The DRC has over 100 million hectares of forest and has significant potential to benefit from these forests through REDD+ if they are managed effectively. The research shows that building the right capacity, consulting and accessing the needs of the community, and building long-term projects and partnerships are key success factors for improving forest governance.
Payment for ecosystem service (PES) schemes are programmes that compensate forest communities for refraining from undertaking extractive uses, such as mining, intensive logging, and clearing. PES schemes can be important policy tools in meeting climate targets but effective deployment demands an understanding of local deforestation drivers and host communities’ preferences.
Forest stability is a key component of ecosystem integrity and primary forests. Current remote sensing products largely focus on deforestation rather than forest degradation, and depend on machine learning calibrated with extensive field measurements. To address this, we used MODIS time series to develop a novel approach for mapping forest stability across forest biomes.
Capacity building activities done through REDD+ schemes can meet the many technical needs but there are likely a number of systemic capacity needs that are unlikely to be addressed through existing processes. Missing are education and training in governance and management, as well as fundamental education in sustainability. Failure to address these needs risks undermining any implementation of REDD+.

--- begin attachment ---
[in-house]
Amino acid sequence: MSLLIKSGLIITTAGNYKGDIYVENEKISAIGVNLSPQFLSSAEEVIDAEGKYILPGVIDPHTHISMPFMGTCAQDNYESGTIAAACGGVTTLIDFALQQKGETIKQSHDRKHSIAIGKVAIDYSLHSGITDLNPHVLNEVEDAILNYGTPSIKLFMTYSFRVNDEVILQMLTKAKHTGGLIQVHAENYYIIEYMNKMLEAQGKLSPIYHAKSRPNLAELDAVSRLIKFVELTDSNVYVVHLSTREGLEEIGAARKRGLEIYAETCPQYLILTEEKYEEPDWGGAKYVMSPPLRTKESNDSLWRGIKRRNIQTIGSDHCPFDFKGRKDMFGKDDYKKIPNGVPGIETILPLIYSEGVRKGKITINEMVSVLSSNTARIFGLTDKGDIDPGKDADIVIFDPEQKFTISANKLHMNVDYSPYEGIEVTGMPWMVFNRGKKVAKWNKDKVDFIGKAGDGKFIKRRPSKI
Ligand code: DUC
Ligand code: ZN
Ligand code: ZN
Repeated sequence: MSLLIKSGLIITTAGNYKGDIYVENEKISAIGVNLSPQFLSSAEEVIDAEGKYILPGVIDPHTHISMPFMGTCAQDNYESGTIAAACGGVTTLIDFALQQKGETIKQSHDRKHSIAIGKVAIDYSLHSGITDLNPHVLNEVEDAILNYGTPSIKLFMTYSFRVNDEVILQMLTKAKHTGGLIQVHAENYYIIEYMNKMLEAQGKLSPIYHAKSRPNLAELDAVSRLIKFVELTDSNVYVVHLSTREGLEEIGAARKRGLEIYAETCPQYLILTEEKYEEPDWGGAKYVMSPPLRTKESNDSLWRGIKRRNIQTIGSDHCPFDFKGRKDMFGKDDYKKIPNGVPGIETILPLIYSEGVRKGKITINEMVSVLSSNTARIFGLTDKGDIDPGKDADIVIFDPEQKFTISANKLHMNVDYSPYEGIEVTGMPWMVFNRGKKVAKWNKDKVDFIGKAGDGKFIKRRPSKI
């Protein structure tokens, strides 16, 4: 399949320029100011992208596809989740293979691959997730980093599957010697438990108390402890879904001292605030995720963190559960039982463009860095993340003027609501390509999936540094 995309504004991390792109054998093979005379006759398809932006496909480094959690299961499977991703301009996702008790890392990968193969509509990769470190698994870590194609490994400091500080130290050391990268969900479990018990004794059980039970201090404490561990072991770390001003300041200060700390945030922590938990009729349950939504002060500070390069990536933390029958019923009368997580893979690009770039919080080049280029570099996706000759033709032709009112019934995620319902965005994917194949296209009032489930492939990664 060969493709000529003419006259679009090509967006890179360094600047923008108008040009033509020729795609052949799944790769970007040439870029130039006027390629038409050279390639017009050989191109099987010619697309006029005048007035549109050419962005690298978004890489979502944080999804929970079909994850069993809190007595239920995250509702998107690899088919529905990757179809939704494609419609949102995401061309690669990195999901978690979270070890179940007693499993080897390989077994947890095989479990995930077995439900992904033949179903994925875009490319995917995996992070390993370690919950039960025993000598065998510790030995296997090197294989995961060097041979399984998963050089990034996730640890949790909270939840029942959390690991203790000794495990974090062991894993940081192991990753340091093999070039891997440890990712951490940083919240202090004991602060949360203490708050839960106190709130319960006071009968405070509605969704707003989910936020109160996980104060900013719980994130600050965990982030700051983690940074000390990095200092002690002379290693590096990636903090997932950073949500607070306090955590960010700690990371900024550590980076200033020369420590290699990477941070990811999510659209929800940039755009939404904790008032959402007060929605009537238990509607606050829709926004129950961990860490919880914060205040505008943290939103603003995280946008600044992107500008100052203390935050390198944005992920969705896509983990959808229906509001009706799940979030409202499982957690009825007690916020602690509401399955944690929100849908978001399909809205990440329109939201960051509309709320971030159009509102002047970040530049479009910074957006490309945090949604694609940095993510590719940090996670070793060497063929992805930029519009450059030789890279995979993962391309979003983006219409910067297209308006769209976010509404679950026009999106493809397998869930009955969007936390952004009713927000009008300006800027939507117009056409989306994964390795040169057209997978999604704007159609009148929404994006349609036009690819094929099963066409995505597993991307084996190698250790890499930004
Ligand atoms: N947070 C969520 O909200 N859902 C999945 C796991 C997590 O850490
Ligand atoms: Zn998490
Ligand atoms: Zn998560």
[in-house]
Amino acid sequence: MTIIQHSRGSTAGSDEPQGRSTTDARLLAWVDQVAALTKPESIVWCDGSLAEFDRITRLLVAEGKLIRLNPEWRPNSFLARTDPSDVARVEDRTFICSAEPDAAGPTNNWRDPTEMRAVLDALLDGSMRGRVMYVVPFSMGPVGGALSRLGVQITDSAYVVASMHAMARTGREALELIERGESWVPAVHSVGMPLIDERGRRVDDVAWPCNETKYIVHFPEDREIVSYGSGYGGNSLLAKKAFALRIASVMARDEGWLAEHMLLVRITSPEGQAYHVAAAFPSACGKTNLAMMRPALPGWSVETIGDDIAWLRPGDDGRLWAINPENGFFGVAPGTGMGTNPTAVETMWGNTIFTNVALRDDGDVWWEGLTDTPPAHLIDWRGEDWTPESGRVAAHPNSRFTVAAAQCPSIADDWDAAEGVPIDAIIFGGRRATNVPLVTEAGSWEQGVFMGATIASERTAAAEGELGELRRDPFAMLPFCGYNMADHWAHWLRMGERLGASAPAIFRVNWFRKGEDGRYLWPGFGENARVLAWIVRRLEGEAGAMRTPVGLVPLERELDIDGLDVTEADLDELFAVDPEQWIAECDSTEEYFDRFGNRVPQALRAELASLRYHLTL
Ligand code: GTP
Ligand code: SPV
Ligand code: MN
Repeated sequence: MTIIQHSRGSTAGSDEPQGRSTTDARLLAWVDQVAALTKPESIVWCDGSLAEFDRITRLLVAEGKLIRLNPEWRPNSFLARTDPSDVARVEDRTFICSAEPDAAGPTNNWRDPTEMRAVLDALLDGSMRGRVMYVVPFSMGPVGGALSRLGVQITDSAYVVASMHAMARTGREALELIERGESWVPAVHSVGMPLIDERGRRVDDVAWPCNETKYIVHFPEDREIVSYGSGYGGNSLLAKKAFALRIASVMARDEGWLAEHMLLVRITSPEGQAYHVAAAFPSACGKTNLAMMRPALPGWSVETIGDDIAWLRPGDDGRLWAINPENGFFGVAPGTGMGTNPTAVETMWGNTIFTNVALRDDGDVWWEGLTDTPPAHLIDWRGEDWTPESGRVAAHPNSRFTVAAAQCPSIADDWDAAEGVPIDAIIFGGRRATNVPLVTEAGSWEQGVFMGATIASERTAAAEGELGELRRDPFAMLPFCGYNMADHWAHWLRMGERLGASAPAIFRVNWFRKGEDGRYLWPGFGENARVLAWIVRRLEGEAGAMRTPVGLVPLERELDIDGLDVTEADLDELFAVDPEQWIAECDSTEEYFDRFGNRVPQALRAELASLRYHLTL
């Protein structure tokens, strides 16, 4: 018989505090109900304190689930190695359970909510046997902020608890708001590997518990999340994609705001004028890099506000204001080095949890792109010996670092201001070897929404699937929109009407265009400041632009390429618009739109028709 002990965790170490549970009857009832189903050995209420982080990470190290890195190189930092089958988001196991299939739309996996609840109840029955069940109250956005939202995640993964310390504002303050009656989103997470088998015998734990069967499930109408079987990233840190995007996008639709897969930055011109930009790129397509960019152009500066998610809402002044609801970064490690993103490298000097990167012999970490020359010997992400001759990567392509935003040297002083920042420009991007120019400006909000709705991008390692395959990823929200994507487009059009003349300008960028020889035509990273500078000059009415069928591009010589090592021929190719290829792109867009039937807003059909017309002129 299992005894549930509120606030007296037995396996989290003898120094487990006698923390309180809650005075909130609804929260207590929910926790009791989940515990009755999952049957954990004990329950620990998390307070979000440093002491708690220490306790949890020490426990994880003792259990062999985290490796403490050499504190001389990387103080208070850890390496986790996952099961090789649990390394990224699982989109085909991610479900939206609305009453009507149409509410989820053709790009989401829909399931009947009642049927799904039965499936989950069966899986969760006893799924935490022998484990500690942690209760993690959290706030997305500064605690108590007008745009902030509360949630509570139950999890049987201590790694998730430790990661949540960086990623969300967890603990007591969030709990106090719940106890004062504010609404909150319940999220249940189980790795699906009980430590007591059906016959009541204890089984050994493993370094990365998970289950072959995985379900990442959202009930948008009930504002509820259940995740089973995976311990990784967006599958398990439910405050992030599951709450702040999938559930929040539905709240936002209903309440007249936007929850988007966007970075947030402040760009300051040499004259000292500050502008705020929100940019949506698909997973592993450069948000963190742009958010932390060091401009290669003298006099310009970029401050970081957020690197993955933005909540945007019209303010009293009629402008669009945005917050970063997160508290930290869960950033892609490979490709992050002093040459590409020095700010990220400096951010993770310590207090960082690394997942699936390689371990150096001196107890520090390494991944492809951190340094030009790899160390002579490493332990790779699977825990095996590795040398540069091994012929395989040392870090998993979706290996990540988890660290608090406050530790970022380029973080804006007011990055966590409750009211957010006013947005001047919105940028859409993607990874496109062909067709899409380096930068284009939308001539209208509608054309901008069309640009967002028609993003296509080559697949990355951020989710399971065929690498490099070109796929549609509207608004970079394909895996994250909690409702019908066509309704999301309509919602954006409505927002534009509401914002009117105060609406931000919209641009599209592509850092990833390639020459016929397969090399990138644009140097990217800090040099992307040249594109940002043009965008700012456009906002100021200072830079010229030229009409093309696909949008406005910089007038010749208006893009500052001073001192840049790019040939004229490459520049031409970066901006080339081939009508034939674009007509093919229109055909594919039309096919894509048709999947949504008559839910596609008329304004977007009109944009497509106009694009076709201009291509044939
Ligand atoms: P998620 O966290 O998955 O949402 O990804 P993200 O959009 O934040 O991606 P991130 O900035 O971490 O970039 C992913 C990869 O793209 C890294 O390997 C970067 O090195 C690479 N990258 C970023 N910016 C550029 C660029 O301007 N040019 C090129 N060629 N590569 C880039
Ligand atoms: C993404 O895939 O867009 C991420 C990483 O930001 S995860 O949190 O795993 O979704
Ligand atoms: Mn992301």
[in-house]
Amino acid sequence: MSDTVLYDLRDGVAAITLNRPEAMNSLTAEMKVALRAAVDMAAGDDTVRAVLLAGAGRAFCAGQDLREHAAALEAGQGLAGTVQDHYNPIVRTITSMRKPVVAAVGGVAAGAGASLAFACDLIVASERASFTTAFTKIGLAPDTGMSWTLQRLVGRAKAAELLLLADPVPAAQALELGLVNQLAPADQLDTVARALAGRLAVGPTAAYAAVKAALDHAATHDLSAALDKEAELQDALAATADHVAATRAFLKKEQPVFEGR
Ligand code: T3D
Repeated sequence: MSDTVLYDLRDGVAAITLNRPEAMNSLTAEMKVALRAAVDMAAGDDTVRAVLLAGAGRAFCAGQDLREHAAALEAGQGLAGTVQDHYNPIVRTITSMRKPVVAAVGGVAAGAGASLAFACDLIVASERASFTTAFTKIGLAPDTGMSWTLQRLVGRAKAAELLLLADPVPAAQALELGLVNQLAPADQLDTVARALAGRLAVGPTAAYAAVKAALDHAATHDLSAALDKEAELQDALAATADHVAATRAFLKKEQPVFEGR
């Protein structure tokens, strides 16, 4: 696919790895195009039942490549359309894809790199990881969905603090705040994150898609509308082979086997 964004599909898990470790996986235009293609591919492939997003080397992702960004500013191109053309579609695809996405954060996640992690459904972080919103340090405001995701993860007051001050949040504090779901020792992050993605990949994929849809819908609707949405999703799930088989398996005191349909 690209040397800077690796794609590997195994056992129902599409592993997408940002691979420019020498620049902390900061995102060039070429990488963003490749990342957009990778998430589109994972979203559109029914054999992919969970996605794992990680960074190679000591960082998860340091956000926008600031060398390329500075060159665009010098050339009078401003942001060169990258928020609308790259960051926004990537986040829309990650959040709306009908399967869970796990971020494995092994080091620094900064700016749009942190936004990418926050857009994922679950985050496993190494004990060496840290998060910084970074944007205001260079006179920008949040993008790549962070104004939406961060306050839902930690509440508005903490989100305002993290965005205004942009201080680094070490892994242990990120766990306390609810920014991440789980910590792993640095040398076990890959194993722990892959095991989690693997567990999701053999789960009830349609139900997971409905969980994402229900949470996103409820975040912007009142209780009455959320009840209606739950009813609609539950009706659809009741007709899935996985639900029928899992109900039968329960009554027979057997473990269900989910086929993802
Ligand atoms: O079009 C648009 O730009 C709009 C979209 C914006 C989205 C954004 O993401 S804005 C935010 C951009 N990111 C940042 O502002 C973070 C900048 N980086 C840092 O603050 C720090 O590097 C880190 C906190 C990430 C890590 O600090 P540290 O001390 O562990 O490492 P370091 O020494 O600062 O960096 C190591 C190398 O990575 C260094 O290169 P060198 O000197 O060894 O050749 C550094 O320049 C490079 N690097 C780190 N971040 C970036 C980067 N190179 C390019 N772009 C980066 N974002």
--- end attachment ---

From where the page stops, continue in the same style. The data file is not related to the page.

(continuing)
Effective planning is a key pillar of landscape management, but there are limited tools for evaluating planning, especially where planning is informal or nascent. This paper outlines a novel and robust principles, criteria and indicators framework for evaluating planning in contexts where there is limited formal planning.
The number of studies on valuation of forest ecosystem services is increasing over time, but limited in covering important regions and forest types. The values are diverse in nature for different forest features and ecological zones. The economic value is greatest when the ecosystem services are considered together, instead of when individual extractive uses are used in insolation.
Integrated landscape management of forest landscapes requires ecosystem integrity, effective planning and strong governance. Integrated landscape approaches to forest management are more holistic than conventional sector-based approaches and provide a more promising approach to sustainable management.
The world’s contain irreplaceable biodiversity and are critical to the regulation of the global climate and maintaining stable carbon pools. Carbon-dense primary forests are found in every major forest biome and they typically support higher levels of biodiversity than logged forests, especially imperiled and endemic species, yet their value is not fully recognised in climate policy.